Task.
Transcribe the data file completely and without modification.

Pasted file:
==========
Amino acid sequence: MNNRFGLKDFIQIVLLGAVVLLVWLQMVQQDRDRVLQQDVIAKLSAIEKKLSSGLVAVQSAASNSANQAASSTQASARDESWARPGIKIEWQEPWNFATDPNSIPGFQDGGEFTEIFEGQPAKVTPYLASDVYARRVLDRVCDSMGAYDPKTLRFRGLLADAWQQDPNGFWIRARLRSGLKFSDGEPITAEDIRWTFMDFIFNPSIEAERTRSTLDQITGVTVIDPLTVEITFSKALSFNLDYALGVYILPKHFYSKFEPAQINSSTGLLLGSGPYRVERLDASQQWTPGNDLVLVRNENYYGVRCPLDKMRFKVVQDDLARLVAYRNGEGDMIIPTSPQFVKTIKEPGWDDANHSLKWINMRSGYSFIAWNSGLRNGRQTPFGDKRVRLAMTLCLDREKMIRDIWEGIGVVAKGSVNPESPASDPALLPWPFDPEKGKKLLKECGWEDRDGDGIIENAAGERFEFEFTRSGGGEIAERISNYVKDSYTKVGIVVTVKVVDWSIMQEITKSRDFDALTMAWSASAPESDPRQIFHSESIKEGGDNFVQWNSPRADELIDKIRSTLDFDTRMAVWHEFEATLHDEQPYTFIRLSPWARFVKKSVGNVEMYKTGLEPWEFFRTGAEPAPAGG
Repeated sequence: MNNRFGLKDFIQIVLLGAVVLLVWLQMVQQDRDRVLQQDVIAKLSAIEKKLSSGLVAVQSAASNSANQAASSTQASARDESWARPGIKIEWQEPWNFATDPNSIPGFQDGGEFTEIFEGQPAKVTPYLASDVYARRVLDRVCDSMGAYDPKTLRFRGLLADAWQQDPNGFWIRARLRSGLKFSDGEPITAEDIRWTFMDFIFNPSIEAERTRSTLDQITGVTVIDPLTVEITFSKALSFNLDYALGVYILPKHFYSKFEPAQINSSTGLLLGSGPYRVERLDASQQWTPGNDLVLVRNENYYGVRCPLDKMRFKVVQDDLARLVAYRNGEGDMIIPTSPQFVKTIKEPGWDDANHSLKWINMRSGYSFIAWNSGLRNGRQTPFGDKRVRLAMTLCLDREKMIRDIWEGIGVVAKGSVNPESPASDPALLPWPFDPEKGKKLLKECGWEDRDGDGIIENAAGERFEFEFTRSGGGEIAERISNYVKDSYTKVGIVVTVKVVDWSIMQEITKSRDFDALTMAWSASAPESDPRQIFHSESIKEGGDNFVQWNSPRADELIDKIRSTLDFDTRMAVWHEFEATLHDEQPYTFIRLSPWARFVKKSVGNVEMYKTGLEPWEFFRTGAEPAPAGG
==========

Amino acid sequence: MNNRFGLKDFIQIVLLGAVVLLVWLQMVQQDRDRVLQQDVIAKLSAIEKKLSSGLVAVQSAASNSANQAASSTQASARDESWARPGIKIEWQEPWNFATDPNSIPGFQDGGEFTEIFEGQPAKVTPYLASDVYARRVLDRVCDSMGAYDPKTLRFRGLLADAWQQDPNGFWIRARLRSGLKFSDGEPITAEDIRWTFMDFIFNPSIEAERTRSTLDQITGVTVIDPLTVEITFSKALSFNLDYALGVYILPKHFYSKFEPAQINSSTGLLLGSGPYRVERLDASQQWTPGNDLVLVRNENYYGVRCPLDKMRFKVVQDDLARLVAYRNGEGDMIIPTSPQFVKTIKEPGWDDANHSLKWINMRSGYSFIAWNSGLRNGRQTPFGDKRVRLAMTLCLDREKMIRDIWEGIGVVAKGSVNPESPASDPALLPWPFDPEKGKKLLKECGWEDRDGDGIIENAAGERFEFEFTRSGGGEIAERISNYVKDSYTKVGIVVTVKVVDWSIMQEITKSRDFDALTMAWSASAPESDPRQIFHSESIKEGGDNFVQWNSPRADELIDKIRSTLDFDTRMAVWHEFEATLHDEQPYTFIRLSPWARFVKKSVGNVEMYKTGLEPWEFFRTGAEPAPAGG
Repeated sequence: MNNRFGLKDFIQIVLLGAVVLLVWLQMVQQDRDRVLQQDVIAKLSAIEKKLSSGLVAVQSAASNSANQAASSTQASARDESWARPGIKIEWQEPWNFATDPNSIPGFQDGGEFTEIFEGQPAKVTPYLASDVYARRVLDRVCDSMGAYDPKTLRFRGLLADAWQQDPNGFWIRARLRSGLKFSDGEPITAEDIRWTFMDFIFNPSIEAERTRSTLDQITGVTVIDPLTVEITFSKALSFNLDYALGVYILPKHFYSKFEPAQINSSTGLLLGSGPYRVERLDASQQWTPGNDLVLVRNENYYGVRCPLDKMRFKVVQDDLARLVAYRNGEGDMIIPTSPQFVKTIKEPGWDDANHSLKWINMRSGYSFIAWNSGLRNGRQTPFGDKRVRLAMTLCLDREKMIRDIWEGIGVVAKGSVNPESPASDPALLPWPFDPEKGKKLLKECGWEDRDGDGIIENAAGERFEFEFTRSGGGEIAERISNYVKDSYTKVGIVVTVKVVDWSIMQEITKSRDFDALTMAWSASAPESDPRQIFHSESIKEGGDNFVQWNSPRADELIDKIRSTLDFDTRMAVWHEFEATLHDEQPYTFIRLSPWARFVKKSVGNVEMYKTGLEPWEFFRTGAEPAPAGG